In a Dark, Dark Wood

After reading – and loving – The Woman In Cabin 10, I knew I had to go back and read the rest of Ruth Ware‘s books. I decided the logical step was to go chronologically from now on, so first up was her debut, In a Dark, Dark Wood.

The story starts when Nora – short for Leonora – gets an unexpected invitation to a hen party (that’s bachelorette party those of us outside the UK). The trouble is, the bride-to-be is Nora’s ex-BFF, whom she hasn’t seen in a decade. Something drove them apart all those years ago, though we readers don’t quite know what it was for a while. So why is Clare inviting Nora to her party out of the blue? Nora reluctantly agrees to go – partially because her friend Nina will also be there – and they’re part of the small group of six who will celebrate that weekend.

The hen party is held in a secluded glass house up north in the woods. It’s November, and already snow is falling. This proves to be the perfect setting for this creepy novel. Upon arriving at the glass house, one of the guests comments that, with the excess exposure from the bare windows, it feels like they’re on a stage for all in the forest to watch. That’s certainly an unnerving thought, because who knows who is out there in the woods, spying?

With the group of six all assembled, In a Dark, Dark Wood is pretty tame and a tad juvenile at first. The party has their drinks and get into some harder stuff, and Nora is clearly uncomfortable about some things. In fact, several of the characters seem a bit… off. But other than that, there isn’t much to scare anyone at first. Instead, it all starts to build up slowly, snowballing ever so gradually.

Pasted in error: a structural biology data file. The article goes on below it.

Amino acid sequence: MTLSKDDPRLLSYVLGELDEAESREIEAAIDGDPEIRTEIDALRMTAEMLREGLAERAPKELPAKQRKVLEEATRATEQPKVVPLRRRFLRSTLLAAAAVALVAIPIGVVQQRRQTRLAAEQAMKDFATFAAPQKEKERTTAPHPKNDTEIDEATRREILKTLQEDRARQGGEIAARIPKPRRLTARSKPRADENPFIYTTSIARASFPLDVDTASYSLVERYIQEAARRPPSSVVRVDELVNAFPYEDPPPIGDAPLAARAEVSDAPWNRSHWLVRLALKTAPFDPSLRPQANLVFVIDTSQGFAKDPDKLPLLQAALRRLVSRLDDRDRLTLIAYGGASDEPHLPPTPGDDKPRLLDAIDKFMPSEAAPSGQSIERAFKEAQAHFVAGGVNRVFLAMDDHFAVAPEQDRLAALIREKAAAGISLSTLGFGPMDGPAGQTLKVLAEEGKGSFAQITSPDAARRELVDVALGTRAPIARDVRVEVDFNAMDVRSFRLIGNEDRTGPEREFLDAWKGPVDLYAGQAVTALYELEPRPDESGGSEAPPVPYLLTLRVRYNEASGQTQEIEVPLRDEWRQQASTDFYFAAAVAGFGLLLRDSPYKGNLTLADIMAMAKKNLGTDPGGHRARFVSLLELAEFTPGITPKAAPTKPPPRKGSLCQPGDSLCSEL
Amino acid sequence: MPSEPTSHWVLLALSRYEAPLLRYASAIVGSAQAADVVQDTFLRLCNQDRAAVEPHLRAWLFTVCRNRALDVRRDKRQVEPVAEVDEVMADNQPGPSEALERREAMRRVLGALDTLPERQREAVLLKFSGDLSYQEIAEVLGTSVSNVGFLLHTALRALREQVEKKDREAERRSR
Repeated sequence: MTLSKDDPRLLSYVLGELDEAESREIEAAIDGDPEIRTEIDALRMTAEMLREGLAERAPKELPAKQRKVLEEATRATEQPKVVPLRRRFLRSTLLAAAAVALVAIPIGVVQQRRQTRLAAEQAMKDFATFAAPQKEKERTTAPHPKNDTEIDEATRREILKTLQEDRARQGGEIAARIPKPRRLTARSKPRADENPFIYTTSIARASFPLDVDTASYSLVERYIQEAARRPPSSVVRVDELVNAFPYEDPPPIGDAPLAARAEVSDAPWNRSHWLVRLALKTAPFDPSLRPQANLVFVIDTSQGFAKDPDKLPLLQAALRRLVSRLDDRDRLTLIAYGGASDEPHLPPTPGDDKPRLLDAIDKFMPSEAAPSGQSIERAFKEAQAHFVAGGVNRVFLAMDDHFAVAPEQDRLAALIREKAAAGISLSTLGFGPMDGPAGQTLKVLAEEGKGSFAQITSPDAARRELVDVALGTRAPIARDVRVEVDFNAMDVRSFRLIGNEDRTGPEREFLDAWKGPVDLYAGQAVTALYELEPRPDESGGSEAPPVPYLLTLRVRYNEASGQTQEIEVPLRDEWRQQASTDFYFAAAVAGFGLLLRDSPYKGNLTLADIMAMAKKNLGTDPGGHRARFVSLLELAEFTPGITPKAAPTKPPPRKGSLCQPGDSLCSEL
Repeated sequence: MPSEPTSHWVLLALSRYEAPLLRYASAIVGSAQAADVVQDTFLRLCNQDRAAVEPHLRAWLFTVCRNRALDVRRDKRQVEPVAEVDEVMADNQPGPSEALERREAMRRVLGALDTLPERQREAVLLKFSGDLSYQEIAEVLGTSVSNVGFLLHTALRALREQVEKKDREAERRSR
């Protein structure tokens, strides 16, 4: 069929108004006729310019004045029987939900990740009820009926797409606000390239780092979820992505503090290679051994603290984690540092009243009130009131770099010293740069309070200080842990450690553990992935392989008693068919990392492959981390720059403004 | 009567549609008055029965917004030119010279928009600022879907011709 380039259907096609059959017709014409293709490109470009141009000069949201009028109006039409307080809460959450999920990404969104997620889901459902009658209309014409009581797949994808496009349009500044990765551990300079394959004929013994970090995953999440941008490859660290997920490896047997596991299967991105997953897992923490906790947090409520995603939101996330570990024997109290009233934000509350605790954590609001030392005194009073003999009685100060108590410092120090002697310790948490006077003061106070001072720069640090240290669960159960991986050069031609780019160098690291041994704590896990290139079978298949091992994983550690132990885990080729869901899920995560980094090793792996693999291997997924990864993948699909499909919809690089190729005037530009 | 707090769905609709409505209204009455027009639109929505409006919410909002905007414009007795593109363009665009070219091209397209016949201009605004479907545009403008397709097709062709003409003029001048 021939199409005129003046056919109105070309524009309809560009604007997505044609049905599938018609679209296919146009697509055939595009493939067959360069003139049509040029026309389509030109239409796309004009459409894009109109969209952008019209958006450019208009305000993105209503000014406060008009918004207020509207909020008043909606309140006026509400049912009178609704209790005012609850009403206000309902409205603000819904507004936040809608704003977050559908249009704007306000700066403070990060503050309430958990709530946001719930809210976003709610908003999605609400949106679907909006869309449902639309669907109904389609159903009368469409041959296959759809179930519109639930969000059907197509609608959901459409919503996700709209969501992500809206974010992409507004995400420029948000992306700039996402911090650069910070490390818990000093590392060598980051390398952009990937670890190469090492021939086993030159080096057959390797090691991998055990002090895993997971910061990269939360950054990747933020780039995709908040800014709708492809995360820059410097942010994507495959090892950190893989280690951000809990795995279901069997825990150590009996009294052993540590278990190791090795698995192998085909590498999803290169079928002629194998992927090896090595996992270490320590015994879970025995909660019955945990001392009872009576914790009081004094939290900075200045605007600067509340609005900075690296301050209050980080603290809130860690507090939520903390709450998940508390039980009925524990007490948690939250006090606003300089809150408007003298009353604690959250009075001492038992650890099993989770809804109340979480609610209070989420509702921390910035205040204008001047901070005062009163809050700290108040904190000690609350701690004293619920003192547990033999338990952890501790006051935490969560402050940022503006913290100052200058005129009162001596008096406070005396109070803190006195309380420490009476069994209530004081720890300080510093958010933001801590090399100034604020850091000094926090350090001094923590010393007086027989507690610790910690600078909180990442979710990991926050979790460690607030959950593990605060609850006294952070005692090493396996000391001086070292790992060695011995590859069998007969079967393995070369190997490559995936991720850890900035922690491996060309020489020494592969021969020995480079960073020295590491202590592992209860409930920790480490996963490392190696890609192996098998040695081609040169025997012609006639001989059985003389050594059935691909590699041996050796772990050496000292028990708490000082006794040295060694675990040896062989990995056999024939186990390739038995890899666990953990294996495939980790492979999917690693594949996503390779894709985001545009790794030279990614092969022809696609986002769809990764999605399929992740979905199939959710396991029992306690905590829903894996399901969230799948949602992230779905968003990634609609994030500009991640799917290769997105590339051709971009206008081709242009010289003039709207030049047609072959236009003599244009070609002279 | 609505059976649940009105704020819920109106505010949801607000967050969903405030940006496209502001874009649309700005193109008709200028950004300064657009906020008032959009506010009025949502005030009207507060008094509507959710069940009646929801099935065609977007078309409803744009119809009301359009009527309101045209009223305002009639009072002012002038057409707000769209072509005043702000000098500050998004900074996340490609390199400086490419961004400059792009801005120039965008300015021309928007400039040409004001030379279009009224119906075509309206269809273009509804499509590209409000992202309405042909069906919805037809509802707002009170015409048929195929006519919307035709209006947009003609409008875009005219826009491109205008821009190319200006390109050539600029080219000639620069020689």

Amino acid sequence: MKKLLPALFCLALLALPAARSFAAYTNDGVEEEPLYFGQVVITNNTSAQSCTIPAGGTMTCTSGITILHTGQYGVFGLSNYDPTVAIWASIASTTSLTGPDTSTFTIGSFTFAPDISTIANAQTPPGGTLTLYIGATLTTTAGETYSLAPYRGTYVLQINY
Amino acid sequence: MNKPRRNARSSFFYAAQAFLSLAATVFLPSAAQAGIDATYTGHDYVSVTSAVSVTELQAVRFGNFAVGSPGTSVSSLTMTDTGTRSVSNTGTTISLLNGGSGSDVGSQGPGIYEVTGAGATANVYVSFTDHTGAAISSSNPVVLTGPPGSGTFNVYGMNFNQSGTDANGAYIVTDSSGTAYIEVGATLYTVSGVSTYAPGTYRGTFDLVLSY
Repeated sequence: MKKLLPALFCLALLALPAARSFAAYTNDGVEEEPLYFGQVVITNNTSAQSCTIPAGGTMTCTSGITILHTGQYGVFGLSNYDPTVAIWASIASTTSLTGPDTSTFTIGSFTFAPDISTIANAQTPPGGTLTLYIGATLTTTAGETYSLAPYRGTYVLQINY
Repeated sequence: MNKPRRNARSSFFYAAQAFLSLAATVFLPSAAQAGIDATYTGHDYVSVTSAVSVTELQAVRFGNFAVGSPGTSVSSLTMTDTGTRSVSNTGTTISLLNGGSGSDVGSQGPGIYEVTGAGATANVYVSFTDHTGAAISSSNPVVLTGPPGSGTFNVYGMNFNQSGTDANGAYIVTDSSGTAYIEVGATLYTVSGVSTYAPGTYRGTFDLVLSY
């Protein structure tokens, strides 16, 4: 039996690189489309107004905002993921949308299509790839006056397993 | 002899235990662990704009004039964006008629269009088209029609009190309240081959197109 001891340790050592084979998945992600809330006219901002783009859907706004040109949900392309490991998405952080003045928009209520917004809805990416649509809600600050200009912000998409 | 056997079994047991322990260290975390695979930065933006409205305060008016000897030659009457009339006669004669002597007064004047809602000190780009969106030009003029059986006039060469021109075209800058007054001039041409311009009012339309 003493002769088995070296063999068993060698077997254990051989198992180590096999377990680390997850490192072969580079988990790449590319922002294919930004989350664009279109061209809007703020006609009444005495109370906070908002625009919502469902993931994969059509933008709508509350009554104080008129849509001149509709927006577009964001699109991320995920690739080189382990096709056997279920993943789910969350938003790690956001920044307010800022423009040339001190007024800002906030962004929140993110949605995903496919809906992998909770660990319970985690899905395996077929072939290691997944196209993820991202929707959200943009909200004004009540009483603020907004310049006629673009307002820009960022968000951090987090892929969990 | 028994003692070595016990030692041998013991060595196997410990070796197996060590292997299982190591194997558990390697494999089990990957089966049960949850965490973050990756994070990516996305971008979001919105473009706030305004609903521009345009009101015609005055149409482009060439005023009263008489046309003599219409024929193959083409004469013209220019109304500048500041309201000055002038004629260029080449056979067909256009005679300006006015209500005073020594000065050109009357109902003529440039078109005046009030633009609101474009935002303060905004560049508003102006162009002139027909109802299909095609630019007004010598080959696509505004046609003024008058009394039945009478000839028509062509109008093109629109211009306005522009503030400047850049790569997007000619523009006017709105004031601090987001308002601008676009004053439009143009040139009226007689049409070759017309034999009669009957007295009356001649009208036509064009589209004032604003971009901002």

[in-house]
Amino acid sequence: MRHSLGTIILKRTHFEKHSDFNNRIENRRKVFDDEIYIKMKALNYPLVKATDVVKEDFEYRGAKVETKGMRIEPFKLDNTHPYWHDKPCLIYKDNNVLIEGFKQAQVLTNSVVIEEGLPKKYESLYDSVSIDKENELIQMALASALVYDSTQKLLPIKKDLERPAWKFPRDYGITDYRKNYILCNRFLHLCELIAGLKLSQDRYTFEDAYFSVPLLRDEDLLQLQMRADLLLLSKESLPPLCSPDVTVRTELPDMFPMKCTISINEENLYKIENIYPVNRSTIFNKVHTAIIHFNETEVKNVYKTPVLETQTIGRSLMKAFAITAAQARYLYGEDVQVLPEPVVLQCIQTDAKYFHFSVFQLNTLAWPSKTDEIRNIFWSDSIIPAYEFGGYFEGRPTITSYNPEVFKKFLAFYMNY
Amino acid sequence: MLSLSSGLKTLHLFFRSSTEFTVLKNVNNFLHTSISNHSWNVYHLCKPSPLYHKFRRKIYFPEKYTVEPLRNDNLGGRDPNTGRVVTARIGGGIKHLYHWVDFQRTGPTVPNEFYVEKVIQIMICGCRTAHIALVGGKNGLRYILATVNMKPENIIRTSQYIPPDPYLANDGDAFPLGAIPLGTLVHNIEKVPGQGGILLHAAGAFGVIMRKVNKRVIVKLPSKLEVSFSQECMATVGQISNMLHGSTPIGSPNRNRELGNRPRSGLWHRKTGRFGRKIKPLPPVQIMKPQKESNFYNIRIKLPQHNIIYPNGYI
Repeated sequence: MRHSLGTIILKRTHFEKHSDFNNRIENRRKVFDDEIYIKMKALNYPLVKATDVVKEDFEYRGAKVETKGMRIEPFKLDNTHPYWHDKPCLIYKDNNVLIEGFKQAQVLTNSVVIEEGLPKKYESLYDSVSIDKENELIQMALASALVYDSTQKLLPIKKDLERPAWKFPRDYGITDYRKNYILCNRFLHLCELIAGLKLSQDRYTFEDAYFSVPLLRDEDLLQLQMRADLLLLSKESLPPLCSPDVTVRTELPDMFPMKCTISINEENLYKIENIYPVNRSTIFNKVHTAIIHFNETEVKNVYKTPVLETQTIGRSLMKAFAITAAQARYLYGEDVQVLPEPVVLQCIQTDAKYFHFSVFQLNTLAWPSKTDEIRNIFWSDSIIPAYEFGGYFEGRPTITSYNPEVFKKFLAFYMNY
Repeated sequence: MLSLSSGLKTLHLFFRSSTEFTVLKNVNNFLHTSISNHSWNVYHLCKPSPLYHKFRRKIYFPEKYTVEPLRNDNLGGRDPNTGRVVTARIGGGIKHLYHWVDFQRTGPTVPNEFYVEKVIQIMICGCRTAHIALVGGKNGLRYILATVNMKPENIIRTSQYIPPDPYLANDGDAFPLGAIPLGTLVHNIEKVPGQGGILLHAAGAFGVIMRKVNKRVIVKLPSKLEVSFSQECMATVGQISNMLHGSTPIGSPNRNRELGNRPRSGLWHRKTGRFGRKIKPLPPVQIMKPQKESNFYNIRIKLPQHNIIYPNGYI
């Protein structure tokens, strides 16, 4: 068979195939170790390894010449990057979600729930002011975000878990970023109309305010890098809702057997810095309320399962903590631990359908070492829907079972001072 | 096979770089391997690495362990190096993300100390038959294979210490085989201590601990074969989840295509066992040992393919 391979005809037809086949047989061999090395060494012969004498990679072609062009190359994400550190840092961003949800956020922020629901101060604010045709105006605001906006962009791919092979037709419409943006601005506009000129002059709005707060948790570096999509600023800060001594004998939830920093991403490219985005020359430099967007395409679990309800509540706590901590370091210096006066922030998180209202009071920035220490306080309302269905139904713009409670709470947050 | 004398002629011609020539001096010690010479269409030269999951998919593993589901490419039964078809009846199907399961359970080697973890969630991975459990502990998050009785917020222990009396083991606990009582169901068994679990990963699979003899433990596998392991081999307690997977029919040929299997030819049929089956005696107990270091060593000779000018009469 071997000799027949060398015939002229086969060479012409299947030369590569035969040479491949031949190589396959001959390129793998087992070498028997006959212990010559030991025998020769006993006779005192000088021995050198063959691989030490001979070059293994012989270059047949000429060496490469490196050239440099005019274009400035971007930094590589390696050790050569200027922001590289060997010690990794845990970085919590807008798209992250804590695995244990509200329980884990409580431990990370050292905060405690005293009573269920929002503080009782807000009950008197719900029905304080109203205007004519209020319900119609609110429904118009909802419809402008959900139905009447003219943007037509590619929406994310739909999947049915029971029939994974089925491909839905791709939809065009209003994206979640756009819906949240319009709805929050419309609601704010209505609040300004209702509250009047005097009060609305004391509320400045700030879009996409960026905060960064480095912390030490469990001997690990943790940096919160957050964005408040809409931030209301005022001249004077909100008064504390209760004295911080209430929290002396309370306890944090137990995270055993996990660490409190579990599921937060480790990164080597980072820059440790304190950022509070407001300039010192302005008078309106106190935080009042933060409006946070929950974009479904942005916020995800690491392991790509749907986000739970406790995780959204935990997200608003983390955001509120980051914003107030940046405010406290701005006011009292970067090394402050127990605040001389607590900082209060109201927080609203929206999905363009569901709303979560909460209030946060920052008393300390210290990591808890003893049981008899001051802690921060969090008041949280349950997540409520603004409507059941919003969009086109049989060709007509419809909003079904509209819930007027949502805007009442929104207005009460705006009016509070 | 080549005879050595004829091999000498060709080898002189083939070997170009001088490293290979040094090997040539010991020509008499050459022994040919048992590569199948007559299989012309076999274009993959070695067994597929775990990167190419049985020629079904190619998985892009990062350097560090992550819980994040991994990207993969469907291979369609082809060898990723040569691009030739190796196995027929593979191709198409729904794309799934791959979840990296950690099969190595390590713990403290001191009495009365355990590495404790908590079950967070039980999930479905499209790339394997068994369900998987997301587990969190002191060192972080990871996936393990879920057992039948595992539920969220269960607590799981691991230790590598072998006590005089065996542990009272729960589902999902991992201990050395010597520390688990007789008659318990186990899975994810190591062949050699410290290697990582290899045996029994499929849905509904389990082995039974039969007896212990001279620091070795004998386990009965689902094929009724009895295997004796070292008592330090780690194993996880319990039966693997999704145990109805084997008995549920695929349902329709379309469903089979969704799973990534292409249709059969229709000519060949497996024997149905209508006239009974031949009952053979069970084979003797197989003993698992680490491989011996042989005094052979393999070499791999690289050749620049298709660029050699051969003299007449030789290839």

First off, Clare is marrying someone Nora knew well: James, her own ex-boyfriend. That’s enough to put Nora on edge, though Clare doesn’t seem as concerned. Then we find unaccounted foot prints in the snow, phones go missing, and some of the guests bail after the first night. It’s all setting the stage for a murderous catastrophe that will end the hen party.

In a Dark, Dark Wood plays with formatting a bit: Most chapters are in past tense, describing the hen party, but every so often, we get a chapter in present tense, told from Nora’s position in a hospital bed after the big event. But she has a bit of amnesia, and her understanding of what’s going on is fuzzy. It leaves readers on the edges of their seats, wondering who died and if it was indeed murder. And if so, who was the murderer? What was their motive?

This format keeps the novel interesting, even as seemingly mundane things go on during the weekend-long hen party. It might seem normal to the characters living it, but we know it’s all leading up to something terrible.

In a Dark, Dark Wood is a fast-paced, entertaining psychological thriller. It intrigues with our unreliable narrator, but it also chills with its spooky setting in an ominously dark and secluded forest. The character relationships and actions are a bit frustrating at times, but the novel’s twisty story makes up for that. It’s a great debut, and it’s no wonder In a Dark, Dark Wood will be made into a movie. We already see Ruth Ware’s growth as a writer in her next book, The Woman in Cabin 10, making her a promising new author in the genre.

Rating: 5 out of 5.


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